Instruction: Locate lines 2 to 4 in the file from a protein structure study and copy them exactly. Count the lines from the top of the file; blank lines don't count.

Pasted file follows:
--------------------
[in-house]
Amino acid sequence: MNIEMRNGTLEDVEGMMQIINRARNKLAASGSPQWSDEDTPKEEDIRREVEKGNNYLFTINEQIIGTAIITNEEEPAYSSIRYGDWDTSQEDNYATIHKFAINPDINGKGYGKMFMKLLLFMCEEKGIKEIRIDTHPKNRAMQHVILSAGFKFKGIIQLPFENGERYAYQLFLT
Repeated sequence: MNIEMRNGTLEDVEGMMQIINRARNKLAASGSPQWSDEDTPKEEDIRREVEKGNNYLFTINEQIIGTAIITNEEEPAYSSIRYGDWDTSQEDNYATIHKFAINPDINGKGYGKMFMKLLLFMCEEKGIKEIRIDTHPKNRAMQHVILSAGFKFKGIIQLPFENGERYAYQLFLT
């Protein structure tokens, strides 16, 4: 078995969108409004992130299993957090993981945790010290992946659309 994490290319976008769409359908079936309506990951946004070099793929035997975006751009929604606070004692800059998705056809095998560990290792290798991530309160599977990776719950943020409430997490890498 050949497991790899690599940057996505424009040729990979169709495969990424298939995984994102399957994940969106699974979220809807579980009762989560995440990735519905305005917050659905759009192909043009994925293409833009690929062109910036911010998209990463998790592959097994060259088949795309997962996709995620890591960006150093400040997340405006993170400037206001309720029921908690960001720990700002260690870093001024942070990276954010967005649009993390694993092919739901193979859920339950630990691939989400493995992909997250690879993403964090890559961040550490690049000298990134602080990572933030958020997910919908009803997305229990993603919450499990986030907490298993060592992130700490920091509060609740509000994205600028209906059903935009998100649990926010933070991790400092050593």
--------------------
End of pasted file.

Amino acid sequence: MNIEMRNGTLEDVEGMMQIINRARNKLAASGSPQWSDEDTPKEEDIRREVEKGNNYLFTINEQIIGTAIITNEEEPAYSSIRYGDWDTSQEDNYATIHKFAINPDINGKGYGKMFMKLLLFMCEEKGIKEIRIDTHPKNRAMQHVILSAGFKFKGIIQLPFENGERYAYQLFLT
Repeated sequence: MNIEMRNGTLEDVEGMMQIINRARNKLAASGSPQWSDEDTPKEEDIRREVEKGNNYLFTINEQIIGTAIITNEEEPAYSSIRYGDWDTSQEDNYATIHKFAINPDINGKGYGKMFMKLLLFMCEEKGIKEIRIDTHPKNRAMQHVILSAGFKFKGIIQLPFENGERYAYQLFLT
């Protein structure tokens, strides 16, 4: 078995969108409004992130299993957090993981945790010290992946659309 994490290319976008769409359908079936309506990951946004070099793929035997975006751009929604606070004692800059998705056809095998560990290792290798991530309160599977990776719950943020409430997490890498 050949497991790899690599940057996505424009040729990979169709495969990424298939995984994102399957994940969106699974979220809807579980009762989560995440990735519905305005917050659905759009192909043009994925293409833009690929062109910036911010998209990463998790592959097994060259088949795309997962996709995620890591960006150093400040997340405006993170400037206001309720029921908690960001720990700002260690870093001024942070990276954010967005649009993390694993092919739901193979859920339950630990691939989400493995992909997250690879993403964090890559961040550490690049000298990134602080990572933030958020997910919908009803997305229990993603919450499990986030907490298993060592992130700490920091509060609740509000994205600028209906059903935009998100649990926010933070991790400092050593």